“Everyone must believe in something. I believe I’ll go canoeing.” – Henry David Thoreau
What is canoeing?
‘Canoeing’ is a generic term used to refer to any kind of human-powered paddle boating, including kayaking and stand-up paddle boarding (for the sake of convenience, we’ll use ‘canoeing’ or ‘paddling’ throughout). It’s the earliest known method of travel on water and pre-dates sail. The kayak (‘man-boat’) was primarily used in Greenland, North America and Siberia for hunting, fishing and transportation, while canoes were widely used around the world by diverse peoples such as Native Americans, Polynesians or Maori, for whom it was also a war vessel. Canoes were traditionally made from bark or hollowed-out logs, usually open-topped and built to carry varying numbers of people. Kayaks tended to be one-person and made from animal hide stretched over a wooden frame, leaving only the cockpit open to prevent icy Arctic water from entering the boat.
Canoeing was first introduced to the UK in the 1850s by Scottish explorer John MacGregor after a trip to North America. On his return to Britain, MacGregor designed a series of canoes similar to the ones he had seen used by native peoples and published a book which helped to make canoeing popular with the newly-emerging middle class. Today canoeing is widely enjoyed by people of all ages and abilities. You can canoe anywhere there is an authorised access point, including lakes, rivers and the sea. There are official clubs across Britain and Ireland, many of which work with community, youth or disadvantaged groups to make canoeing accessible for everyone.
There’s a huge range of activities and craft to choose from – from exhilarating white water rafting to canoe sailing, sea kayaking, and surfing to name just a few. If that all sounds too energetic, you can try more leisurely activities like stand-up paddle boarding, canoe fishing, canoe trails and touring. From braving the rapids to cruising gently down the river and watching the wildlife, there’s something for everyone.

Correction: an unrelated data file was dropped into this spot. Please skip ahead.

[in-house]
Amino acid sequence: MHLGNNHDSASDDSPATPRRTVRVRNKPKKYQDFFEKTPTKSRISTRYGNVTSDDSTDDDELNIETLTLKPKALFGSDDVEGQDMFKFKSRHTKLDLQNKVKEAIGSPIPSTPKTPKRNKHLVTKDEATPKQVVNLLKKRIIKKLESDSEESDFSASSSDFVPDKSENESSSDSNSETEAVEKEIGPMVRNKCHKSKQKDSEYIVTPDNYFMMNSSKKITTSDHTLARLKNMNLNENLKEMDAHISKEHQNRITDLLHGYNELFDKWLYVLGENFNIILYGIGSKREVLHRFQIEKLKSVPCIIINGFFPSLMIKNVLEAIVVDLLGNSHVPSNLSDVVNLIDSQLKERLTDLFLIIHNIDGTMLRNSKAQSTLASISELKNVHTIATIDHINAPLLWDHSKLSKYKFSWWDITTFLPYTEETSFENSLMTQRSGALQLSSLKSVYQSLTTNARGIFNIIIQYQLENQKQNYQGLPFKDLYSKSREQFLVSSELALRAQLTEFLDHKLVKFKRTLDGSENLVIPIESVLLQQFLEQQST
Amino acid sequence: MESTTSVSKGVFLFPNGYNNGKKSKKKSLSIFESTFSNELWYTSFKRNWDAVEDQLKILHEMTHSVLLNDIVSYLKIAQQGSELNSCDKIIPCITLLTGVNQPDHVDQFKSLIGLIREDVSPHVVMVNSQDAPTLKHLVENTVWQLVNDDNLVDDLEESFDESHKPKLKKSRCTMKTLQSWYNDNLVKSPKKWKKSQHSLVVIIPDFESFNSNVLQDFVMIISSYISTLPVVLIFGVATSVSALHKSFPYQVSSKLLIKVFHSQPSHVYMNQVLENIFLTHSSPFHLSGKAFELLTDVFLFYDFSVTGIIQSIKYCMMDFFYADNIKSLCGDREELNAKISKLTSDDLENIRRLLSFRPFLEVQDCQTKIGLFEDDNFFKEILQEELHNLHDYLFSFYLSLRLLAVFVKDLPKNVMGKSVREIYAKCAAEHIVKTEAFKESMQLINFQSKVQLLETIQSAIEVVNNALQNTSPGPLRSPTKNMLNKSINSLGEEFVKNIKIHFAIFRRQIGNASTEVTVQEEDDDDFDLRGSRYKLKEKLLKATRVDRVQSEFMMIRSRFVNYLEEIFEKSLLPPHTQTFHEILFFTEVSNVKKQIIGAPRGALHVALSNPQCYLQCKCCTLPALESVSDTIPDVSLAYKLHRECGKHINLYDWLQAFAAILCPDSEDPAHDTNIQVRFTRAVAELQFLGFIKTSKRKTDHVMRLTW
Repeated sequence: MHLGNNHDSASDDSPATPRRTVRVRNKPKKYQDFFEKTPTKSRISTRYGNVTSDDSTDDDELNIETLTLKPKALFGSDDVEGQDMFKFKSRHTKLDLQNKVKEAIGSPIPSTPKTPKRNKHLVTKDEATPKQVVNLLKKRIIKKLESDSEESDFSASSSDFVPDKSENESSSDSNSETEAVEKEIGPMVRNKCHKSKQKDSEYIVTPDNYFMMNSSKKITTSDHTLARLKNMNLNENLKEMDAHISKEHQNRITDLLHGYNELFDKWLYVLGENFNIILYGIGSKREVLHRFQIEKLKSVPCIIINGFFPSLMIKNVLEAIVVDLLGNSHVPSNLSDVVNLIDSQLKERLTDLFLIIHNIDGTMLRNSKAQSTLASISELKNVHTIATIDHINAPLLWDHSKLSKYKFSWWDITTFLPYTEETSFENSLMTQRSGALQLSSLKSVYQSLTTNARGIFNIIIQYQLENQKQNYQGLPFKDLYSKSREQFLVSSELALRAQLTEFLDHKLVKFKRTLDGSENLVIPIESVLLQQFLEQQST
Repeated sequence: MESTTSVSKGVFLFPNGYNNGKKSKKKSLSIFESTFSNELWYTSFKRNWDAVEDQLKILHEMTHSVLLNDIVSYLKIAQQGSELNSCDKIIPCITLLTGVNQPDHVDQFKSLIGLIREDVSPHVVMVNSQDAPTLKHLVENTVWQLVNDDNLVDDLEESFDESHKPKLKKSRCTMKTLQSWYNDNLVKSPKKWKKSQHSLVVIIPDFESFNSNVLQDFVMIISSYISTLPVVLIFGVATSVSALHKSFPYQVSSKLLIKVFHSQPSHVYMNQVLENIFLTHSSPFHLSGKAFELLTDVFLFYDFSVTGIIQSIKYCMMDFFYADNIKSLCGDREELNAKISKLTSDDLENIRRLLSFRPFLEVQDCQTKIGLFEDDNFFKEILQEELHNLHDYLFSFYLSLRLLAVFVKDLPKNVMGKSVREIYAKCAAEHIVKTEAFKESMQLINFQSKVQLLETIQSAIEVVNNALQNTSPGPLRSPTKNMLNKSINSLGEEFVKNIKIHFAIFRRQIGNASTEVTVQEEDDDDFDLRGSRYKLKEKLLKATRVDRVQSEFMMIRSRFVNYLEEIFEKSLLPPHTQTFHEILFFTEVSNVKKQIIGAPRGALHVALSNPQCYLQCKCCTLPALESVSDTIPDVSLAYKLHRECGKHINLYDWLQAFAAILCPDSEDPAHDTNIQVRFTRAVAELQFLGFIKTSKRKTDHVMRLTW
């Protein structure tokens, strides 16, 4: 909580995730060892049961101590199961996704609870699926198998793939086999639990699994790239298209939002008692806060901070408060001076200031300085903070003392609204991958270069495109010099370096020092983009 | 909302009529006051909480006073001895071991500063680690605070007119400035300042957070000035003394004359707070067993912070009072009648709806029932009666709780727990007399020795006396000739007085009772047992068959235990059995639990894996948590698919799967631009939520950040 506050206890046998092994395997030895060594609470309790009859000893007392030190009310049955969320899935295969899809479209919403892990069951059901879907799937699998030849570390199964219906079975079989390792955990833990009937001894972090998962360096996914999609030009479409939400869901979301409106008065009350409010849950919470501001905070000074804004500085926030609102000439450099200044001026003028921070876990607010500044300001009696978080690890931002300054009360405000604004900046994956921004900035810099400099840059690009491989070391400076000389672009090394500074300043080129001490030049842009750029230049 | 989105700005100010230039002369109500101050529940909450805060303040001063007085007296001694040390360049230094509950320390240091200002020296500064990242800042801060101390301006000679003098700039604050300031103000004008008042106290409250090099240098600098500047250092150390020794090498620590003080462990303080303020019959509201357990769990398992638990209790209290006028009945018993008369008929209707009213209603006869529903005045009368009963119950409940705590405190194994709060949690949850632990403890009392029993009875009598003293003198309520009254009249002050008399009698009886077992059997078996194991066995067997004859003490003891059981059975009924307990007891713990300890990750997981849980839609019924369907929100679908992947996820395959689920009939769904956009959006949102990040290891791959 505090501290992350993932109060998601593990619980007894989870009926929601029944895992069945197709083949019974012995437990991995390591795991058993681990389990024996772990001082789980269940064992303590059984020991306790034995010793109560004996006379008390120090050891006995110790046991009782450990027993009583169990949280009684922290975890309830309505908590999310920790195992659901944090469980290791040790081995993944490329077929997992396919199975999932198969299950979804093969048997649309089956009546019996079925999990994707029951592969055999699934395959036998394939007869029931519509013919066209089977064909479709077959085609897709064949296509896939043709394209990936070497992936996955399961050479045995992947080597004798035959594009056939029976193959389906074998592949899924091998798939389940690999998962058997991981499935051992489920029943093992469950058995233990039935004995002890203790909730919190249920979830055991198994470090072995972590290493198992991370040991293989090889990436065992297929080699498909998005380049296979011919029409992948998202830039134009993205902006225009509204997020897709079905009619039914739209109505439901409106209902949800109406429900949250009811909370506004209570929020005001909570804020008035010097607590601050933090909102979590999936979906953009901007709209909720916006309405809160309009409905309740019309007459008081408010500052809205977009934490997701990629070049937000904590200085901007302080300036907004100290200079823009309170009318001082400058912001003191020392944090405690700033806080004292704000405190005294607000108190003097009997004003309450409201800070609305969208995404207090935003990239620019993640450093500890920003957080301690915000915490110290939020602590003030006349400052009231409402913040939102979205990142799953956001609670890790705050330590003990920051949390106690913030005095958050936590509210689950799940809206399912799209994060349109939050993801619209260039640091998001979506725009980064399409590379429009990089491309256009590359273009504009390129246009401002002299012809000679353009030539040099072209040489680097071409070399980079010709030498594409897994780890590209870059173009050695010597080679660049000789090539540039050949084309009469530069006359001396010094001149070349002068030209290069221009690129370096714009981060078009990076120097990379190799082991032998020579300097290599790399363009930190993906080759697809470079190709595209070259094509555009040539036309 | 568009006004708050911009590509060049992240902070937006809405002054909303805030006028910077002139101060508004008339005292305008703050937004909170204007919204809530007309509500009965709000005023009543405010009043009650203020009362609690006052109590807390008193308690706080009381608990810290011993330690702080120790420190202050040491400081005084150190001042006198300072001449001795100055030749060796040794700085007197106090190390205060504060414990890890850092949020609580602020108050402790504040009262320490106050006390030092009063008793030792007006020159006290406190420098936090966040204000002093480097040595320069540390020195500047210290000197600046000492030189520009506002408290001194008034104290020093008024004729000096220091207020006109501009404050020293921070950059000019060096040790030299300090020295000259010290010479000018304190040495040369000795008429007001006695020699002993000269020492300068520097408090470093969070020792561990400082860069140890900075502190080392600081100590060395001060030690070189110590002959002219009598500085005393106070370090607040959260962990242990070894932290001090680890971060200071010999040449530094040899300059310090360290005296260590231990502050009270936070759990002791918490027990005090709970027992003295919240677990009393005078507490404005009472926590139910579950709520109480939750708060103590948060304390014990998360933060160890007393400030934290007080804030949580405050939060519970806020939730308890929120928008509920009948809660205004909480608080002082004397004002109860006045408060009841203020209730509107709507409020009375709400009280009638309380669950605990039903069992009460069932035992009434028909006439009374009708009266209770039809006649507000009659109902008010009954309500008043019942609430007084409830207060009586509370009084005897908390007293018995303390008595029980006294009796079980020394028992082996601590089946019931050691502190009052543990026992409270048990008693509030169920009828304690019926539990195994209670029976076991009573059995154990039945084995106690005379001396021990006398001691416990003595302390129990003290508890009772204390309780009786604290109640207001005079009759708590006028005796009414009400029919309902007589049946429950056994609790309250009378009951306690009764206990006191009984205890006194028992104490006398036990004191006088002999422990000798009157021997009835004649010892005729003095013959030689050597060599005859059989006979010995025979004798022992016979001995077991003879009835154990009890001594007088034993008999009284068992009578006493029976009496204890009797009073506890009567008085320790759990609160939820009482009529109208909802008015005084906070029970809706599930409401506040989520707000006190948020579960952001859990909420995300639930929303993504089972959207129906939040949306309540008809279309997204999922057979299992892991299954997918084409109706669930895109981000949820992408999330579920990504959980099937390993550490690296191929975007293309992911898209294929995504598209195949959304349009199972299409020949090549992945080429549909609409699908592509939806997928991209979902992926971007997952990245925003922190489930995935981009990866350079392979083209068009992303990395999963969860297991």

While canoes and kayaks vary widely in shape and design depending on the activity, the type of water you’re on and the size of the boat, the real difference is in the paddle: single-bladed for a canoe or paddle board, double-bladed for a kayak. There are also the different positions you have to adopt: a kayak is always paddled from a seated position with legs out in front of you, while certain forms of racing canoe require you to kneel upright. As the name suggests, stand-up paddle board is, well, paddled standing up. Both canoes and kayaks can be one- or two-person, but larger Canadian-style canoes are always paddled by two people. Commercially-available canoes and kayaks are generally made from a range of synthetic materials including plastics and synthetic fibres, making them light and durable, but with negative environmental consequences. However, natural materials are still used by some of the dedicated few still using traditional boat-building skills.
What are the benefits of canoeing?
Canoeing is a great way to travel (and transport things) on water whilst getting some exercise at a pace that suits you. With such a wide range of activities available, you can choose whatever suits your level of fitness and interests. Paddling is very good for cardiovascular health and lung capacity, as well as building muscle tone and core body strength. Regular physical activity is also known to be beneficial for mental health, and gently floating down the river spotting the wildlife is a supremely therapeutic and relaxing activity in itself. With more extreme forms of canoeing, the adrenaline rush and the feeling of having faced the challenges set by nature and survived can also be extremely life-affirming. Canoeing can also be a good way of engaging young people in physical activity who aren’t drawn to, or don’t excel at team or track sports.
Provided you follow some basic rules and respect the wildlife and places you visit, canoeing has a very low impact on the natural environment. Unlike motor boats, paddle boats use no fuel and therefore cause no pollution. There’s also no wash so they don’t contribute to river bank erosion, and they’re silent so there’s no noise pollution either. As with any outdoor activity, canoeing encourages people of all ages to learn about nature by engaging with and experiencing it first-hand. This in turn fosters respect for the environment and a heightened sense of appreciation of the natural world; and people who love nature are more inclined to value and protect it.
What can I do?
Getting a boat
If you want to own your own boat, second-hand ones can be had for around £100 and upwards, while a good buoyancy aid is the other main expense at about £50. It’s important to buy good quality equipment from a specialist shop or online outlet, rather than a general sports store. If you want to go one step further and build your own, and you’re handy enough, there are numerous kits and plans available, and a few course providers. Since traditional techniques such as building birch-bark or dug-out canoes use potentially dangerous tools, unless you’re already experienced you’re probably best off starting out under the guidance of a professional.